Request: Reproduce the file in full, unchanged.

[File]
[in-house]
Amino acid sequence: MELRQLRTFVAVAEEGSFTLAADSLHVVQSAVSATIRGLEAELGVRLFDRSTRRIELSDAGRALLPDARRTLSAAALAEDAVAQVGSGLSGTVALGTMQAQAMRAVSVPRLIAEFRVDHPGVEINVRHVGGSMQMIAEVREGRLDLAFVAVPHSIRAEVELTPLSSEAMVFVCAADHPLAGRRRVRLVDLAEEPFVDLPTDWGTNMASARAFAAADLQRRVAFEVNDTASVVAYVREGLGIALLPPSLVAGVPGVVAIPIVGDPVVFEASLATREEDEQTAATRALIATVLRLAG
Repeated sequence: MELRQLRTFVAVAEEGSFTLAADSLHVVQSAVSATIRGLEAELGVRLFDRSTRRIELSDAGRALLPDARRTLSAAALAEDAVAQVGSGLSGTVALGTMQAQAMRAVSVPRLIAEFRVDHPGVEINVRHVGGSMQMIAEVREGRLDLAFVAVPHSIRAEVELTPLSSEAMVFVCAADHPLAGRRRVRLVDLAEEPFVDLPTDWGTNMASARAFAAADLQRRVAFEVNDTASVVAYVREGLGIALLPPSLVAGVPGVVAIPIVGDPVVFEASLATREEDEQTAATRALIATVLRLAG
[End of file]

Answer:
[in-house]
Amino acid sequence: MELRQLRTFVAVAEEGSFTLAADSLHVVQSAVSATIRGLEAELGVRLFDRSTRRIELSDAGRALLPDARRTLSAAALAEDAVAQVGSGLSGTVALGTMQAQAMRAVSVPRLIAEFRVDHPGVEINVRHVGGSMQMIAEVREGRLDLAFVAVPHSIRAEVELTPLSSEAMVFVCAADHPLAGRRRVRLVDLAEEPFVDLPTDWGTNMASARAFAAADLQRRVAFEVNDTASVVAYVREGLGIALLPPSLVAGVPGVVAIPIVGDPVVFEASLATREEDEQTAATRALIATVLRLAG
Repeated sequence: MELRQLRTFVAVAEEGSFTLAADSLHVVQSAVSATIRGLEAELGVRLFDRSTRRIELSDAGRALLPDARRTLSAAALAEDAVAQVGSGLSGTVALGTMQAQAMRAVSVPRLIAEFRVDHPGVEINVRHVGGSMQMIAEVREGRLDLAFVAVPHSIRAEVELTPLSSEAMVFVCAADHPLAGRRRVRLVDLAEEPFVDLPTDWGTNMASARAFAAADLQRRVAFEVNDTASVVAYVREGLGIALLPPSLVAGVPGVVAIPIVGDPVVFEASLATREEDEQTAATRALIATVLRLAG